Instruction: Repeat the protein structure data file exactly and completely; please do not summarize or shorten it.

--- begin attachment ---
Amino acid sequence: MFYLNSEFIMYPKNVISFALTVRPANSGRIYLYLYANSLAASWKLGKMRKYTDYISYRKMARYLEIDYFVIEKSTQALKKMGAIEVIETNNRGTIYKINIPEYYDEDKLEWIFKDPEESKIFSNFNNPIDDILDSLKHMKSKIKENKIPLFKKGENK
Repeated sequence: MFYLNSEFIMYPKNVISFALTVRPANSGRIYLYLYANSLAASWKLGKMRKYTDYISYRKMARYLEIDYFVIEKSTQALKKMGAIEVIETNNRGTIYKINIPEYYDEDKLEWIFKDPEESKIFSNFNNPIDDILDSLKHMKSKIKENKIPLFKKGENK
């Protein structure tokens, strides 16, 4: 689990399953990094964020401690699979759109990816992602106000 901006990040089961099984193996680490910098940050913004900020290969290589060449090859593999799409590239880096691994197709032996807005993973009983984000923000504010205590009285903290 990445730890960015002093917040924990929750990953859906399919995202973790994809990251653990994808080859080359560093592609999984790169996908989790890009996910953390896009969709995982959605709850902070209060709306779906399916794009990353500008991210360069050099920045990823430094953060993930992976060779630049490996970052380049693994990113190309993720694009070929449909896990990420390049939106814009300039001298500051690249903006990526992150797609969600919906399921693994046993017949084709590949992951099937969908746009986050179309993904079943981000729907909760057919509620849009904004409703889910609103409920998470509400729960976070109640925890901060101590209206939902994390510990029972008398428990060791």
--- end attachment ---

Amino acid sequence: MFYLNSEFIMYPKNVISFALTVRPANSGRIYLYLYANSLAASWKLGKMRKYTDYISYRKMARYLEIDYFVIEKSTQALKKMGAIEVIETNNRGTIYKINIPEYYDEDKLEWIFKDPEESKIFSNFNNPIDDILDSLKHMKSKIKENKIPLFKKGENK
Repeated sequence: MFYLNSEFIMYPKNVISFALTVRPANSGRIYLYLYANSLAASWKLGKMRKYTDYISYRKMARYLEIDYFVIEKSTQALKKMGAIEVIETNNRGTIYKINIPEYYDEDKLEWIFKDPEESKIFSNFNNPIDDILDSLKHMKSKIKENKIPLFKKGENK
């Protein structure tokens, strides 16, 4: 689990399953990094964020401690699979759109990816992602106000 901006990040089961099984193996680490910098940050913004900020290969290589060449090859593999799409590239880096691994197709032996807005993973009983984000923000504010205590009285903290 990445730890960015002093917040924990929750990953859906399919995202973790994809990251653990994808080859080359560093592609999984790169996908989790890009996910953390896009969709995982959605709850902070209060709306779906399916794009990353500008991210360069050099920045990823430094953060993930992976060779630049490996970052380049693994990113190309993720694009070929449909896990990420390049939106814009300039001298500051690249903006990526992150797609969600919906399921693994046993017949084709590949992951099937969908746009986050179309993904079943981000729907909760057919509620849009904004409703889910609103409920998470509400729960976070109640925890901060101590209206939902994390510990029972008398428990060791």